Discovering and Understanding City Events with Big Data: The Case of Rome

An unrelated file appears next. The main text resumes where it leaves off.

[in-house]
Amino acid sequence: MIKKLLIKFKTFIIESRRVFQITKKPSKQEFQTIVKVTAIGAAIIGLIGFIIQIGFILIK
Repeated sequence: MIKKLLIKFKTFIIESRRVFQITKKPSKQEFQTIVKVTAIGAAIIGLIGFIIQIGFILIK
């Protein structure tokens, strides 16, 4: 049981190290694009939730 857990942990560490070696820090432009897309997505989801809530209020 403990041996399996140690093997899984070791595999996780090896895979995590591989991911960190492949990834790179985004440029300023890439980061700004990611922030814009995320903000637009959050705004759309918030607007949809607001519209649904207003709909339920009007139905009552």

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The increasing availability of large amounts of data and digital footprints has given rise to ambitious research challenges in many fields, which spans from medical research, financial and commercial world, to people and environmental monitoring. Whereas traditional data sources and census fail in capturing actual and up-to- date behaviors, Big Data integrate the missing knowledge providing useful and hidden information to analysts and decision makers. In the domain of city and human dynamics, with this paper we have a twofold objective: on the one hand we want to detect and characterize important and unusual events at urban level; to the other hand, we want to estimate the composition of the population who attended to them. The goal is to identify and isolate significant and unusual peaks of presences among all the mobile signals of presences registered during the days, thus quantifying the events and their impact on the city dynamics and population composition. With respect to state of the art, this work exploit a more precise identification and characterization of the events of the different city users through the categorization of phone users . Such an estimation is performed through the Sociometer, a tool for urban demographics which processes mobile phone records to characterize city users into behavioral categories (figure 1). The former proposes a method to detect unusual events relying on users’ mobility profile, considering each antenna the user connected to as a location. Then, they identify unusual crowds detecting users whom are aggregating in areas unusual for them, according to their corresponding mobility profiles (figure 2 and 3); the latter proposes a supervised approach to learn the pattern of an event, that differs from our method since it is based on the availability of a list of known events. The result we obtain is particularly useful to support the understanding of phenomena and provide new knowledge to decision makers and urban planners. For example, it was possible to eliminate noise signals introduced by the so called “people in transit”. Moreover, this distinction allowed us to focus on the impact of the events on the city users identifying what kind of people are interested in different kind of events, and try to answer to typical questions like: does the event attract people from outside the city? Or, is it rather attended especially from residents? How does the city users composition change during these events, w.r.t. the normal days? Our aim is to provide updated knowledge in order to improve demographic and urban investigations and support decision makers in planning purposes.

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